2h of reading the manual later I think if the above command be run with --rc (flag enabling remote control) then running rclone rc vfs/refresh -v --fast-list recursive=true will precache all directories making the traversals much faster. Still need to test it though and find a way to integrate it with systemd
thanks a lot, I see that it doesn't use the --fast-list flag for precaching and also added _async=true. This may be a separate question, but is there anything inappropriate with using fast-list (also Google Drive)?
for some reason systemd fails when running the service with this line ExecStartPost = rclone rc vfs/refresh recursive=true _async=true --rc-addr :5572 --rc-user user --rc-pass password The unit rclone-gdrive-mount.service has entered the 'failed' state with result 'exit-code'.
not sure why, it is the same as in the example above
I assume RestartSec was needed to wait longer for the async job to maybe like wait for a response from somewhere or maybe KillMode was set to kill it at some point.
Not sure; hopefully, it will speed up listing of the directories now.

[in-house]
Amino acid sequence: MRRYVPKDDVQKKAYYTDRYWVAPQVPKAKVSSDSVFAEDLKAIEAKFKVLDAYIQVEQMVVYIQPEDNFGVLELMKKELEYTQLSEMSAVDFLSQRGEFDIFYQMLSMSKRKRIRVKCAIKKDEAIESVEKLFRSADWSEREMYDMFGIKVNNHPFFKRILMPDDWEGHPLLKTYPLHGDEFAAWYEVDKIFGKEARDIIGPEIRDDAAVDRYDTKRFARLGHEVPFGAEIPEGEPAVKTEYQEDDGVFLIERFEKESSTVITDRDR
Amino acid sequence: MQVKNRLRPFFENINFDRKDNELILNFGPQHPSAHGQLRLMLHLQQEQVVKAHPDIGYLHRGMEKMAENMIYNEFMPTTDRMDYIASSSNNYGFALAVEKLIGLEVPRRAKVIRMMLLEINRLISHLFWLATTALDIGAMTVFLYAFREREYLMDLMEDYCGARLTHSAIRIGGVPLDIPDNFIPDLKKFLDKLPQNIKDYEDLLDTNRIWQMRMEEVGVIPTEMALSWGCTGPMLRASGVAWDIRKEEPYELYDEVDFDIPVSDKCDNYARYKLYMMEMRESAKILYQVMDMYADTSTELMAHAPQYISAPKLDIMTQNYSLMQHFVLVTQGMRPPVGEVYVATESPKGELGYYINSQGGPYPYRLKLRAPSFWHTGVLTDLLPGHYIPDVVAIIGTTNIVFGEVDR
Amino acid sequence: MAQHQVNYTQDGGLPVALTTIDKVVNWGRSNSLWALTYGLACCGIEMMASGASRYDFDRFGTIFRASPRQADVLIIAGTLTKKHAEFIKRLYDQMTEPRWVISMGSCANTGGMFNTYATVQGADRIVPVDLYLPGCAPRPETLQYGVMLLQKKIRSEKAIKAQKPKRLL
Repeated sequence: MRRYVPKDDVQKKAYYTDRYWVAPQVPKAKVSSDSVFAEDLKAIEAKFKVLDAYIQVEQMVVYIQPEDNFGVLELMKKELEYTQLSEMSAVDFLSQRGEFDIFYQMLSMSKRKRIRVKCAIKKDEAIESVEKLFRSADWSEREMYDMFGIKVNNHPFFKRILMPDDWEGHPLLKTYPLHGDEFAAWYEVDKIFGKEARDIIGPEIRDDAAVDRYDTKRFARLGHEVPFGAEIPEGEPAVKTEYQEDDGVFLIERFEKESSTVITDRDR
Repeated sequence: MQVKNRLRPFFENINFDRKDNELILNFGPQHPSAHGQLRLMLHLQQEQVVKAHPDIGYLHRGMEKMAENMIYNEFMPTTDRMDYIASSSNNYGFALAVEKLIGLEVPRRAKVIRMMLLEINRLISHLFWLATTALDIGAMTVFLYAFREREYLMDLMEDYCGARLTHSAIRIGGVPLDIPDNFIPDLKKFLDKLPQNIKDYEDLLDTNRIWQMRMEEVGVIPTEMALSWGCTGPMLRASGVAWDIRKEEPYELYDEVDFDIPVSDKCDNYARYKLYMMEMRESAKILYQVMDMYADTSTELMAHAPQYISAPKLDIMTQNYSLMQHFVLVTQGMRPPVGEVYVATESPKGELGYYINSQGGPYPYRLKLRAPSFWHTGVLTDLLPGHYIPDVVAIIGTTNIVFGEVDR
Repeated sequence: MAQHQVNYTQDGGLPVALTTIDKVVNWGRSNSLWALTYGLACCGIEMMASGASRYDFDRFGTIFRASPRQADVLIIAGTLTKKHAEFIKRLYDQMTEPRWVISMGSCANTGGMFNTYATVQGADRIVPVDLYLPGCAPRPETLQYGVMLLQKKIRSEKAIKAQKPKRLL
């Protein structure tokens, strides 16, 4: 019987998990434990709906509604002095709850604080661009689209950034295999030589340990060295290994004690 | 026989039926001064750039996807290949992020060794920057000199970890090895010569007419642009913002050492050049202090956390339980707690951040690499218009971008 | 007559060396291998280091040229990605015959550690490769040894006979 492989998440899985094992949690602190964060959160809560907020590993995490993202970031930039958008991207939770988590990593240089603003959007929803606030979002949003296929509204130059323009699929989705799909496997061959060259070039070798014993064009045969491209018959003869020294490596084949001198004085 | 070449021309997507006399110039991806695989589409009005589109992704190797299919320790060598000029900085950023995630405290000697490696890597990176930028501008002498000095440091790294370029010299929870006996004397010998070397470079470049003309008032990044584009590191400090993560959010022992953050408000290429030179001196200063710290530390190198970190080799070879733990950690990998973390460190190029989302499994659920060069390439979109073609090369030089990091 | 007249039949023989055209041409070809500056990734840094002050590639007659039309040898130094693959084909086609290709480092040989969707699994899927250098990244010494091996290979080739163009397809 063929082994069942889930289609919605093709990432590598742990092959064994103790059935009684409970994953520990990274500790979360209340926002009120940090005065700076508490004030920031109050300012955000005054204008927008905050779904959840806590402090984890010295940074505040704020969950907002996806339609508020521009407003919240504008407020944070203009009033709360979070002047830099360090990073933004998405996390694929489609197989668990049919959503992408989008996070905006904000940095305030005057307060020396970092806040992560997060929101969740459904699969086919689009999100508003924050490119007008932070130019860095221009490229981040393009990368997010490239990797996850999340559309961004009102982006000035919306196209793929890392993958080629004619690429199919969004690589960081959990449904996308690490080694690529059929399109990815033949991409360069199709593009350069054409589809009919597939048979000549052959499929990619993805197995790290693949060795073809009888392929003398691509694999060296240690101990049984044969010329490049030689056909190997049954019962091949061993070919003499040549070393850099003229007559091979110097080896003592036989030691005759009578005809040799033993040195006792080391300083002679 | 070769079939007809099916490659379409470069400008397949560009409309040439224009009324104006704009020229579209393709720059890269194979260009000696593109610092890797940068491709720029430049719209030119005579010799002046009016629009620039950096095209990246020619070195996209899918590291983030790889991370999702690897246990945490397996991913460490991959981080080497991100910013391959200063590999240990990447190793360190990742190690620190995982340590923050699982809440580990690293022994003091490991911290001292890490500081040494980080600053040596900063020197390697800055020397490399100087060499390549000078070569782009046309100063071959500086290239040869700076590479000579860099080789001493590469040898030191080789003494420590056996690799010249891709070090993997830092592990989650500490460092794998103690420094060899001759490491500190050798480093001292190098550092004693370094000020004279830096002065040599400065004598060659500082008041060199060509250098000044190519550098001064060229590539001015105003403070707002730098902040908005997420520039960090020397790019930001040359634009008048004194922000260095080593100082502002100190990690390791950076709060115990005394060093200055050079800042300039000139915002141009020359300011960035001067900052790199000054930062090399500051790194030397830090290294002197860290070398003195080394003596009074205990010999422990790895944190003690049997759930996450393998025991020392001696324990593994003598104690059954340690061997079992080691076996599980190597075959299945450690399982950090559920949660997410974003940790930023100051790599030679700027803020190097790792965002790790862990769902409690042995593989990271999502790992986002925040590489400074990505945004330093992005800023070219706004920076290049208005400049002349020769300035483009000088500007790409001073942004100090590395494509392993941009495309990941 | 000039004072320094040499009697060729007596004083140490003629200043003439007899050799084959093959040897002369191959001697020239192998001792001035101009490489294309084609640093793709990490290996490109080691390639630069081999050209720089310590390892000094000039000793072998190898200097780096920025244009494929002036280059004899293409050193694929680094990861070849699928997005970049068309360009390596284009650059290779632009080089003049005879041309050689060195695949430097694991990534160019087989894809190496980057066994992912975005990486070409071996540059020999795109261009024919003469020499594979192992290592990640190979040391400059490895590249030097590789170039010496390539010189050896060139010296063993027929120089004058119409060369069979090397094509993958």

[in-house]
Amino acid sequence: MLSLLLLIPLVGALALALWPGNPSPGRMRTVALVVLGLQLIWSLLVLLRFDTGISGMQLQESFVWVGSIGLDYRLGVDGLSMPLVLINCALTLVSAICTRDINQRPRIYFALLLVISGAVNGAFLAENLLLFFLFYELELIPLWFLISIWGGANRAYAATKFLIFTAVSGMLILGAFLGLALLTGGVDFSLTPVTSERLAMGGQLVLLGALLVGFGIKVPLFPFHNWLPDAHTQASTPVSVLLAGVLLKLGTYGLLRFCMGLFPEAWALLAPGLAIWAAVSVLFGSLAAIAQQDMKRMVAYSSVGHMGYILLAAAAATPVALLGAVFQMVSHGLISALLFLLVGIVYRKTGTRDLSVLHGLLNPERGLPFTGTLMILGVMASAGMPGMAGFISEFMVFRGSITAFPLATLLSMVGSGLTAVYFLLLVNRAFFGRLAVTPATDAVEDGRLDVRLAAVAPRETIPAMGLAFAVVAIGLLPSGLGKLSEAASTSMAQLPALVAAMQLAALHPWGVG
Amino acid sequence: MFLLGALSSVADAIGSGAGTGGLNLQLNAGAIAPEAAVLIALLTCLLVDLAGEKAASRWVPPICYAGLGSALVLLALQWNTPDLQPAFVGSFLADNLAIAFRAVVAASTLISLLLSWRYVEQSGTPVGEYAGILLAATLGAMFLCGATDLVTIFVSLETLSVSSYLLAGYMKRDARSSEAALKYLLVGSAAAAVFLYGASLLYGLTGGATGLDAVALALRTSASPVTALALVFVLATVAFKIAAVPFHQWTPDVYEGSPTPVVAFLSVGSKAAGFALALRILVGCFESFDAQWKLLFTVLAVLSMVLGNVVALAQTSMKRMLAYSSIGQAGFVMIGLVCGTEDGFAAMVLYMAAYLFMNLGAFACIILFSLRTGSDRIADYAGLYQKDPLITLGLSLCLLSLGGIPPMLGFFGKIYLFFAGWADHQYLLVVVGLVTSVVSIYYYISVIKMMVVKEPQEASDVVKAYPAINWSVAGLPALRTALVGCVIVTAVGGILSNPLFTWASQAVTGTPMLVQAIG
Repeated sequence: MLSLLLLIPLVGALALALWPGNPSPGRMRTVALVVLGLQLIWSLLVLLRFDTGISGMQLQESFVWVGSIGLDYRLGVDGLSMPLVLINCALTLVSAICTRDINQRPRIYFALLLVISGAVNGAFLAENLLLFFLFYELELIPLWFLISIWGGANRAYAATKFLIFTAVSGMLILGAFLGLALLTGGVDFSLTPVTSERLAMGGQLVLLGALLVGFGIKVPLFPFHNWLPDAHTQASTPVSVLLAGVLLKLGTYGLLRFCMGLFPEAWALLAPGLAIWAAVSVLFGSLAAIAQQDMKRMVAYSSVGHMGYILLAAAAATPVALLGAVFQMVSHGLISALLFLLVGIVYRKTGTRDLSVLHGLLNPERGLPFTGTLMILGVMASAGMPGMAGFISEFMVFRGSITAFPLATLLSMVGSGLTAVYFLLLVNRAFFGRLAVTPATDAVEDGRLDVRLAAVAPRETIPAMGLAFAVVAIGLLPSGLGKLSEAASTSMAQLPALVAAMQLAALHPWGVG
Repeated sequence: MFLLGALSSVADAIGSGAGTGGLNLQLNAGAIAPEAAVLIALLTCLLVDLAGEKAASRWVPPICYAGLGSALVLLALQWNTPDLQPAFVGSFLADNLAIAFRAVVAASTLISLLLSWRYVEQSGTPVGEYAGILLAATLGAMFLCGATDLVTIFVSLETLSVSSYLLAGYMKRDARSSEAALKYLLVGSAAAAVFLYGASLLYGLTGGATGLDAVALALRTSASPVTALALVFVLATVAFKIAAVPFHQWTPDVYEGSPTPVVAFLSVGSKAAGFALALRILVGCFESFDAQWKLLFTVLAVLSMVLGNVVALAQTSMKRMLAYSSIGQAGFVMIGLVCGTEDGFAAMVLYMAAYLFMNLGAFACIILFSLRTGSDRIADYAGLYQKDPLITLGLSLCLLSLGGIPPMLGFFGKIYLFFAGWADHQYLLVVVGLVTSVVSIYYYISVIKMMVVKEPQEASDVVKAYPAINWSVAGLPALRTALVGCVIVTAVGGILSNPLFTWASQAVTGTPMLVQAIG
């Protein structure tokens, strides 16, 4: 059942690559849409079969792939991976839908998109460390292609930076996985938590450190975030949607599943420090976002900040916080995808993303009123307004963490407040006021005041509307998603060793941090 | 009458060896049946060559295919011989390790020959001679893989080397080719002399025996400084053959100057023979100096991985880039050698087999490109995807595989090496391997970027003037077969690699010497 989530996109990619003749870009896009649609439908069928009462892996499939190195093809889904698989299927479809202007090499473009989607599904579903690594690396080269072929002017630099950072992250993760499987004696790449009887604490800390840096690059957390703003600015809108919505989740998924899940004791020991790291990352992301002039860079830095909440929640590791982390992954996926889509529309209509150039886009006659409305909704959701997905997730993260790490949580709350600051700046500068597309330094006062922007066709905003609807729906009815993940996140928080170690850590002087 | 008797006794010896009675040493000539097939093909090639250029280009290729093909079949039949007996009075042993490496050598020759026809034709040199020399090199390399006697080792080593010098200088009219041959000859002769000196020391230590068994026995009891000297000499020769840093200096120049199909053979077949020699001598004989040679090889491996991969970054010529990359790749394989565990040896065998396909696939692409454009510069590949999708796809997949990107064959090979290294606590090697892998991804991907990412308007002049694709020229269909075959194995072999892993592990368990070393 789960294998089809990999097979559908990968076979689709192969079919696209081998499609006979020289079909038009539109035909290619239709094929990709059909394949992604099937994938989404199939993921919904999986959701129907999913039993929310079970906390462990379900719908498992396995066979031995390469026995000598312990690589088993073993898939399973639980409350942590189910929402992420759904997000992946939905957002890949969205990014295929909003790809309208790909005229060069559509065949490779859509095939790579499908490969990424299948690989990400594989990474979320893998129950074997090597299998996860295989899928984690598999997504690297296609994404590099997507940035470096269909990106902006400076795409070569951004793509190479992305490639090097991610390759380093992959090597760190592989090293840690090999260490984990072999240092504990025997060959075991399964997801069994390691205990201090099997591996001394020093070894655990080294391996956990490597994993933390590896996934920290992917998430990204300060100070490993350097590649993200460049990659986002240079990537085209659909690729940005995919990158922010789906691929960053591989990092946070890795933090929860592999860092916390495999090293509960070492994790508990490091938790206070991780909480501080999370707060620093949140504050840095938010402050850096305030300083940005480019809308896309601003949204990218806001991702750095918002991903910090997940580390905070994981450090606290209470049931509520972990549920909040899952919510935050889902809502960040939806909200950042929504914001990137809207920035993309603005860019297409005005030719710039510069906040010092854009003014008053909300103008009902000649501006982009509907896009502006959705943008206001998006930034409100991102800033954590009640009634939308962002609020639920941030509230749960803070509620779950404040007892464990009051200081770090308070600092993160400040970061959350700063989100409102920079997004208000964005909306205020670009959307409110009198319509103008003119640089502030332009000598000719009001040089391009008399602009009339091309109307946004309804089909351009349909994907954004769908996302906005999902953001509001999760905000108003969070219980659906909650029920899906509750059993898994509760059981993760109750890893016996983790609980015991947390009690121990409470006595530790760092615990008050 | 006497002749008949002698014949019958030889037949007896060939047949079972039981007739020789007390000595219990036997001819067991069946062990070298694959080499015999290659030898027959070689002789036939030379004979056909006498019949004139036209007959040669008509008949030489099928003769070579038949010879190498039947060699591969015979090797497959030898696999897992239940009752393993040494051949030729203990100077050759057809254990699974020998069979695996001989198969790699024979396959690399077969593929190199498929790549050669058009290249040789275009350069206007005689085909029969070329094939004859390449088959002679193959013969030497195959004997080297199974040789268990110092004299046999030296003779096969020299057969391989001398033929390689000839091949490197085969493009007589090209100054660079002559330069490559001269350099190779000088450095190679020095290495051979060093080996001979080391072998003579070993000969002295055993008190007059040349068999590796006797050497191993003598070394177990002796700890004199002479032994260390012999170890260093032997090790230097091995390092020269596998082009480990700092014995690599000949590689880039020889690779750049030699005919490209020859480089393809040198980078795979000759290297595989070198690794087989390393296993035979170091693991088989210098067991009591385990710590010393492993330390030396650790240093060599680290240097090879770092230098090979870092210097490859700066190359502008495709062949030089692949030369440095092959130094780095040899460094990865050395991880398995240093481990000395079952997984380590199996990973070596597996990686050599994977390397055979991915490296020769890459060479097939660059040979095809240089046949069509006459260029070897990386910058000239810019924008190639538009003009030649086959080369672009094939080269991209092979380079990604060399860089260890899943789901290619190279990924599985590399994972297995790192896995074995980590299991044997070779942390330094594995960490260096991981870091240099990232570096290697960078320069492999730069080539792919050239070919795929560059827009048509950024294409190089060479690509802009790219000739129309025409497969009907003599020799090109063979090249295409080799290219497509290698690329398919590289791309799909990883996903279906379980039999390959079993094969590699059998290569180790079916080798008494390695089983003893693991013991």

that makes sense, it was still worth trying, because it showed that the rclone rc vfs/refresh timed out after 5 minutes rclone documentation mentioned that's a default (Documentation) and can be overwritten with the --timeout flag added to the rclone rc vfs/refresh command
Hmm, I'm not sure if it may be google just throttling my account, but with over 5TB of data stored it can take hours to refresh. Is there really no way to cache this to disk? Isn't that what windows' Google Drive desktop client does by default?
I think you are talking about two different things here.
vfs/refresh is just for metadata so directory and file structure.
Thats impacted by dir-cache-time and on a mount since Google Drive is a polling remote, you can have that value high.
I use that to precache my directory / file structure in memory so when my machine boots and starts the rclone mount, the directory listing is fast.
So when I run a directory listing, it comes back instantly.
felix@gemini:/GD$ time ls -alR | wc -l
The dir cache is lost when you reboot or restart the mount and the 'priming' of the mount needs to be done which is why I have it as part of my startup command to just make things faster for browsing. The time is takes is not dependent on the size but more so on the number of directories/files you have and how it's laid out.
Dir-cache-time has nothing directly to do with file based caching on disk with vfs-cache-mode full. That's for storing the actual data on the files and when you mount something with rclone, it only grabs when you ask it to grab. So if you read a file, it gets what you/the application has requested. The vfs-cache-mode data is persistent and sticks around on reboots.